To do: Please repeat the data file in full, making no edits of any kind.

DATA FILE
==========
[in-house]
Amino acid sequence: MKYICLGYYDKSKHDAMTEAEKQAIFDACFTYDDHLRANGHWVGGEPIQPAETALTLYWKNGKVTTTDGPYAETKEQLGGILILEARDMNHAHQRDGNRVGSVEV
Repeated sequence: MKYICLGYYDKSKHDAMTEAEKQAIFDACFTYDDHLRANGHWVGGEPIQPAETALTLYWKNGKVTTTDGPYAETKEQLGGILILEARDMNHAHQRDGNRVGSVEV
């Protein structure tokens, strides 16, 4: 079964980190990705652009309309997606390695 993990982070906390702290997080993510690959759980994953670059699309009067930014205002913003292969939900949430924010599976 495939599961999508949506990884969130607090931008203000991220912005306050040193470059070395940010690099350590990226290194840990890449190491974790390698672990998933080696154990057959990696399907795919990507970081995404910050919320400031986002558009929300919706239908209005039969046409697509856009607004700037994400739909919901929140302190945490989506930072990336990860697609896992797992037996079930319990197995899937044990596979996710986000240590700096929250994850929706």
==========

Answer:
[in-house]
Amino acid sequence: MKYICLGYYDKSKHDAMTEAEKQAIFDACFTYDDHLRANGHWVGGEPIQPAETALTLYWKNGKVTTTDGPYAETKEQLGGILILEARDMNHAHQRDGNRVGSVEV
Repeated sequence: MKYICLGYYDKSKHDAMTEAEKQAIFDACFTYDDHLRANGHWVGGEPIQPAETALTLYWKNGKVTTTDGPYAETKEQLGGILILEARDMNHAHQRDGNRVGSVEV
């Protein structure tokens, strides 16, 4: 079964980190990705652009309309997606390695 993990982070906390702290997080993510690959759980994953670059699309009067930014205002913003292969939900949430924010599976 495939599961999508949506990884969130607090931008203000991220912005306050040193470059070395940010690099350590990226290194840990890449190491974790390698672990998933080696154990057959990696399907795919990507970081995404910050919320400031986002558009929300919706239908209005039969046409697509856009607004700037994400739909919901929140302190945490989506930072990336990860697609896992797992037996079930319990197995899937044990596979996710986000240590700096929250994850929706």